Sixth probe opened into Peruvian president after relative detained

Peruvian President Pedro Castillo is the subject of six criminal probes over alleged graft and plagiarism

Lima (AFP) – Peruvian prosecutors have opened a sixth criminal investigation into President Pedro Castillo for alleged corruption involving government tenders, officials said Thursday.

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The announcement came after police this week raided the presidential palace in Lima, where Castillo resides, as well as his private home in the country’s rural north in search of his sister-in-law, who on Wednesday gave herself up in a related corruption investigation.

Castillo is already the subject of five other criminal probes for graft and for allegedly plagiarizing his university thesis, and has survived two impeachment attempts since taking office in July last year.

Peru’s public prosecutor has decided to open a preliminary investigation into Castillo and his former Housing Minister Geiner Alvarado “for an alleged crime… in the form of criminal organization,” the prosecutor’s office said on Twitter.

The investigation, it added, targets contracts awarded in the provinces of Chota-Cajamarca, where Castillo is originally from, and Cajatambo-Lima, north of the capital.

Alvarado was Castillo’s housing minister at the time, but has since moved to the transport portfolio.

The president also took to Twitter, denouncing a “media show” he said was intended to paint his family as corrupt.

“More than a year has passed and there is no evidence, only assumptions. Continue with your media agenda, we will continue working for Peru,” he said.

Covid positive

The arrests this week of Castillo’s sister-in-law Yenifer Paredes, businessmen brothers Hugo and Anggi Espino, and mayor Jose Nenil Medina of Anguia in Cajamarca, are related to the same investigation.

The four stand accused of participating in a network of corruption and money laundering that prosecutors allege was headed by the Peruvian president.

Paredes appeared before a judge on Thursday, where her lawyers asked for her 10-day preliminary detention to be replaced with a “less burdensome” measure, given that she had tested positive for Covid-19.


The request was denied, with the judge ruling she was receiving appropriate care in isolation from others.

Castillo, serving a five-year term that ends in 2026, cannot be tried while in office.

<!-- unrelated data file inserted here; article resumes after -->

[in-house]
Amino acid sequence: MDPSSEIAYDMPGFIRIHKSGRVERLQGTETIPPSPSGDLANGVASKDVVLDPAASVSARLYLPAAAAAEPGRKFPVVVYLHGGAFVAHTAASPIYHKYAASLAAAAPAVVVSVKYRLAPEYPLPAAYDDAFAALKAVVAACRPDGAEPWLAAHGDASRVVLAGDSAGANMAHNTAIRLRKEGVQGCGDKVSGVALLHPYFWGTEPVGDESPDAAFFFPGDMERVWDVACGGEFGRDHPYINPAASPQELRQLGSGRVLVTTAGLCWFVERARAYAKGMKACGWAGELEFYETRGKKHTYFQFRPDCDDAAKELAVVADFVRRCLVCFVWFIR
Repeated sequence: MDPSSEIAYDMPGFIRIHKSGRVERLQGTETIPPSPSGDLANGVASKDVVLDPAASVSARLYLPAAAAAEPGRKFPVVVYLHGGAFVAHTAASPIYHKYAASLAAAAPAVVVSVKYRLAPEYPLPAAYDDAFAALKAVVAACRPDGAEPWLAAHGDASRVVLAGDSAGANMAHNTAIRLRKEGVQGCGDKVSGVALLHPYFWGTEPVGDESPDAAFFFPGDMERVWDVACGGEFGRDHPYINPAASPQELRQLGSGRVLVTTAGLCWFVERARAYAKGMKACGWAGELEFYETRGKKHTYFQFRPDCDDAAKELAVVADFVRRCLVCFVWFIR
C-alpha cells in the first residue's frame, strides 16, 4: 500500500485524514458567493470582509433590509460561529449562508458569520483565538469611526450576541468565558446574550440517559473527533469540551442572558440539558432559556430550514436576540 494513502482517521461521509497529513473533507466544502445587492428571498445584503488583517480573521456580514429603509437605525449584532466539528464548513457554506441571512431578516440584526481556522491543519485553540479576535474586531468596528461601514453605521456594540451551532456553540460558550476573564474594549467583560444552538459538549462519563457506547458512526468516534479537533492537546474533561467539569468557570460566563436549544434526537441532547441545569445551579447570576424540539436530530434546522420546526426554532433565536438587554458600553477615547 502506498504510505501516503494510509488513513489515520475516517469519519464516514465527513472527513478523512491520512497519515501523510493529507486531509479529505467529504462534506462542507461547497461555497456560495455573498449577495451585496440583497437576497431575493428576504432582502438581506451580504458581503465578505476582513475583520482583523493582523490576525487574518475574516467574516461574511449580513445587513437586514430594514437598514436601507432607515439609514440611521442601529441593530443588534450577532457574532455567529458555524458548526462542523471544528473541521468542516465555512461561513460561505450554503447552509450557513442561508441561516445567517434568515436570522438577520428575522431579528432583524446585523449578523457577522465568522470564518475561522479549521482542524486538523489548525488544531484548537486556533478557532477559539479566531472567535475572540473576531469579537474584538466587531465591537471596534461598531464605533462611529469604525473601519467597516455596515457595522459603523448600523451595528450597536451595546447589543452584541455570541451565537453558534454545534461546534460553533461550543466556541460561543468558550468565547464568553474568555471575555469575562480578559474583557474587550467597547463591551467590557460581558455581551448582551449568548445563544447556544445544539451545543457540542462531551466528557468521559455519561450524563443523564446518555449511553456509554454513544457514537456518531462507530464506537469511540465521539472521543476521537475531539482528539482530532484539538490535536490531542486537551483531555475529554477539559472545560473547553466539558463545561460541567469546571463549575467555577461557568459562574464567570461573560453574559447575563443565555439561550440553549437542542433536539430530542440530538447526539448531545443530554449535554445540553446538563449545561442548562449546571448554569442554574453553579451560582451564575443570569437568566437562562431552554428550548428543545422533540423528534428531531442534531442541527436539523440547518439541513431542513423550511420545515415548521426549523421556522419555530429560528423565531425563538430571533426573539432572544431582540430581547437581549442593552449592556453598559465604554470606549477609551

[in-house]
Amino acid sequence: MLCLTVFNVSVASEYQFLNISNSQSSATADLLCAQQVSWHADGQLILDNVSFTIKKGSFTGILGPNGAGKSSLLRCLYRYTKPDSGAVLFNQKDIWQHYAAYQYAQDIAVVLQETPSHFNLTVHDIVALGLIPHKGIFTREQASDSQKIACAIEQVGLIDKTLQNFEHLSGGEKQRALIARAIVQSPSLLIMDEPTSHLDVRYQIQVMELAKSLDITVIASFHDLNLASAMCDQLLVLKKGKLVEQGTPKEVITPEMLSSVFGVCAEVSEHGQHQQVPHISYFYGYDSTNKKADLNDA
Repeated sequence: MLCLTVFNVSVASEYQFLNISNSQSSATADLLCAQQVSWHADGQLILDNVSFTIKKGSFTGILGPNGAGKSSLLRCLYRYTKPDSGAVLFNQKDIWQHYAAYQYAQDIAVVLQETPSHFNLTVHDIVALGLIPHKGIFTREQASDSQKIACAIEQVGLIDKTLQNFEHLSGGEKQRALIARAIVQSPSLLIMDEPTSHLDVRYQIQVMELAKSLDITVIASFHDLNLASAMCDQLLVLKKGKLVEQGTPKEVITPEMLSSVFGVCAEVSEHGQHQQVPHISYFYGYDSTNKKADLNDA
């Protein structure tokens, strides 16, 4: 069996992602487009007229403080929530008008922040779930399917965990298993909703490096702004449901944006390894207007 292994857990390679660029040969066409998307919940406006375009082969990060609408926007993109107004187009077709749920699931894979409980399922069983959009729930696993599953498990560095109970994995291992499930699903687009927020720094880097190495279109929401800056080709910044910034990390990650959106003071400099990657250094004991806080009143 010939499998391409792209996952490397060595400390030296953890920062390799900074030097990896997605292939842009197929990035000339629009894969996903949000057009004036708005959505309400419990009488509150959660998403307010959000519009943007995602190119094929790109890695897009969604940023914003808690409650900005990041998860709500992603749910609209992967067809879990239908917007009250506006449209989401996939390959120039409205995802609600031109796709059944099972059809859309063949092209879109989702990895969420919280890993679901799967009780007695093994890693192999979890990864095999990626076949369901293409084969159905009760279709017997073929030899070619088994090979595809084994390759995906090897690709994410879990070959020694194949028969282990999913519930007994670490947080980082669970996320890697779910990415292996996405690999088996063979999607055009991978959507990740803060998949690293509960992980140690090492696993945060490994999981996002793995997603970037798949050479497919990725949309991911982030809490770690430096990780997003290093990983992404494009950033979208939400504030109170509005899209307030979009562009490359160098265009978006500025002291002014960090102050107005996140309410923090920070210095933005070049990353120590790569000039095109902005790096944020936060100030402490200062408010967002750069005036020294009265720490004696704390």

Last week, a team of investigators visited Anguia and Cajatambo to collect information on public works contracts awarded to the Espino brothers, who are alleged to have had links with Castillo’s sister-in-law.

Accusations denied

Castillo, a 52-year-old rural school teacher and trade unionist, unexpectedly took power from Peru’s traditional political elite in elections last year.

He has come under non-stop fire from right-wing political rivals seeking his impeachment, so far without success.

The president also faces investigations on claims including influence peddling in a fuel purchase deal, and obstruction of justice in firing Interior Minister Mariano Gonzalez, who had authorized the arrest of Castillo allies.

There are also allegations of meddling in military promotions.

He denies all the accusations.

Opinion polls show that three-quarters of Peruvians disapprove of Castillo’s management of the country, which has seen three prime ministers and seven interior ministers come and go in just over a year.

Paredes, 26, lives with Castillo and his wife, whom she reportedly views as “parents.”

She is the fourth person in the presidential entourage to be investigated for alleged corruption.

The others include a nephew who served as an adviser, a former transport minister — both fugitives from justice — and Castillo’s former presidential secretary.

Peru is no stranger to instability: it had three different presidents in five days in 2020, and five presidents and three legislatures since 2016.

But six open investigations into a sitting president is unprecedented.

© 2022 AFP